Remember meForgot password?
    Log in with Twitter

Did Sweden's FM accuse Israel of 'extrajudicial executions?'

By Brett Wilkins     Dec 9, 2015 in World
Stockholm - Sweden's foreign minister has outraged Israel by accusing its forces of "extrajudicial executions" of Palestinians, and the Swedish prime minister further infuriated Israeli officials by saying Palestinian knife attacks against Israelis are "not terror."
Responding to foreign policy questions during a parliamentary meeting in Stockholm on Friday, Swedish Foreign Minister Margot Wallström accused Israeli forces of executing Palestinians who are resisting nearly half a century of occupation deemed illegal under international law. While condemning knife attacks by Palestinians against Israelis, many of them innocent civilians, Wallström called Israel's response "disproportionate."
"I condemn the knife-attacks," the foreign minister said, according to the Jerusalem Post. "I think that it is awful and that it should not happen and Israel always has the right to defend itself and ensure its safety. And in the same way the response cannot be, and I say this in other situations as well, where the response becomes so that there are extrajudicial executions, or that it becomes disproportionate so the numbers of dead on the other side is greater than the original death toll by several factors."
Escalating violence since October has left at least 22 Israelis and 118 Palestinians dead. The current wave of killing began when Palestinians reacted violently to increasing visits by Jews to Jerusalem’s Al-Aqsa Mosque compound—one of the holiest sites in Islam and Judaism, where it is known as the Temple Mount. Among the Jewish victims of the ongoing violence is an American, 18-year-old Yeshiva student Ezra Schwartz.
Haaretz reports Wallström's remarks were met with an angry response from Isaac Bachman, Israel's ambassador to Sweden.
"Israel’s moral standards when it comes to fighting terrorism are at least at par with other Western nations coping with the same threat," Bachman said. "Israeli practices are even more successful in avoiding civilian casualties than in other Western nations' cases, according to verified military statistics."
"The emphasis on how the victims of terror defend themselves is diverting the attention away from the true horrors of terrorism," Bachman continued. "Instead one should condemn and act to stop the perpetrators, the financers and the inciters of terrorism. If we focus on condemning and preventing terrorism there will be no need for self-defense."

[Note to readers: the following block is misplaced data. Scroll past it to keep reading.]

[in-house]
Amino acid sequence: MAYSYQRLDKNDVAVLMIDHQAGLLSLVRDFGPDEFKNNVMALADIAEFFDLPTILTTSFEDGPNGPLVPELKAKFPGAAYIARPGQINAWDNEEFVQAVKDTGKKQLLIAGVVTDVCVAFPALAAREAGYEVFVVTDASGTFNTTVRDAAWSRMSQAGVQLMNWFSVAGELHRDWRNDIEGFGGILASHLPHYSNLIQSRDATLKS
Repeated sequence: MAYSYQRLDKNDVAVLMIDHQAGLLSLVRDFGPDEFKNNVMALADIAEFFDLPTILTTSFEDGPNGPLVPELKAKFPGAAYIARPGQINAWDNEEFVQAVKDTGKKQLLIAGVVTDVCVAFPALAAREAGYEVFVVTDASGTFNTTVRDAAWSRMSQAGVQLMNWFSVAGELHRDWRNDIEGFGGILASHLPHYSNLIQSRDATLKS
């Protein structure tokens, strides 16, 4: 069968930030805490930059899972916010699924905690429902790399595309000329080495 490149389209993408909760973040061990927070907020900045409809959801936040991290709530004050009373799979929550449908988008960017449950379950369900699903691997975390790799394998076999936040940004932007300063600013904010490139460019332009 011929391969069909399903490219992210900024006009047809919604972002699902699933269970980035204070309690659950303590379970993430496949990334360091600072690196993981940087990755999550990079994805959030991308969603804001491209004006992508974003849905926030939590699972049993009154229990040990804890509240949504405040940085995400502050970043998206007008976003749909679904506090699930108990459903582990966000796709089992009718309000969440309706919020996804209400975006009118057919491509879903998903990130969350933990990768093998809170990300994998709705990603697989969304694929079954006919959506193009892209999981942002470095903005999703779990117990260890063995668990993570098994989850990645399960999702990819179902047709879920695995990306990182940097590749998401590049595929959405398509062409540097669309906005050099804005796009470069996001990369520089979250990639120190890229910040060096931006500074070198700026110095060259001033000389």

Israeli Prime Minister Benjamin Netanyahu also had harsh words for Wallström during an address to his cabinet following the remarks.
“I condemn the statements, the scandalous statements, made by the foreign minister of Sweden,” Netanyahu said, according to Reuters. “It seems she expects Israel’s citizens to bare their throats to those trying to stab them. This will not happen, and we will continue to protect the lives of Israel’s citizens.”
Erik Wirkensjö, Wallström's press secretary, later said that the foreign minister's comments had been misunderstood, noting that "the foreign minister did not say that Israel conducts ‘extrajudicial executions.’"
"The foreign minister made a general statement about international law and the right to self-defense and the importance of proportionality and distinction. What she stated applies to all parties,” said Wirkensjö.
Critics of Israel's policies and actions in the occupied Palestinian territories, including numerous Israeli non-governmental organizations, have long accused Israeli forces of carrying out extrajudicial killings of Palestinians who resist the occupation. Israeli leaders have called upon security forces to shoot suspected attackers on sight. Israeli Security Minister Gilad Erdan has said suspected assailants should be killed so that others thinking of violently resisting the occupation will "know that they will not survive the attack that they were going to carry out."